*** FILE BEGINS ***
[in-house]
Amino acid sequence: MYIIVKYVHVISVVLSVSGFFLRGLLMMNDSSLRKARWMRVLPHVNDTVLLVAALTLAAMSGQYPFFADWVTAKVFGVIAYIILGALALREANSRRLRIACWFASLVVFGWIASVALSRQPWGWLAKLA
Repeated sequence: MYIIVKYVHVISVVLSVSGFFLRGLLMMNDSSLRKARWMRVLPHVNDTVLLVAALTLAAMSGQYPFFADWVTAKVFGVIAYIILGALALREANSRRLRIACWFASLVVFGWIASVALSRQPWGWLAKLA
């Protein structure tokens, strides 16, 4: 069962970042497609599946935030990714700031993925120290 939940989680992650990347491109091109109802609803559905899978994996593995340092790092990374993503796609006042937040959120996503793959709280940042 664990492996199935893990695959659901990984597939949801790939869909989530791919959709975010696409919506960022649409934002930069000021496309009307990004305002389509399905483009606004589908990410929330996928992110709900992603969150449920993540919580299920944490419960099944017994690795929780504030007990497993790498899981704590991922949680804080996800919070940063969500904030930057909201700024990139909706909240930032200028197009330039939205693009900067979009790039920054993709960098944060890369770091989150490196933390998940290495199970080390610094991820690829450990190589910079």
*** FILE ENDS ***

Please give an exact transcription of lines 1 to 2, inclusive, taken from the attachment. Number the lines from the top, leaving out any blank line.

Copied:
[in-house]
Amino acid sequence: MYIIVKYVHVISVVLSVSGFFLRGLLMMNDSSLRKARWMRVLPHVNDTVLLVAALTLAAMSGQYPFFADWVTAKVFGVIAYIILGALALREANSRRLRIACWFASLVVFGWIASVALSRQPWGWLAKLA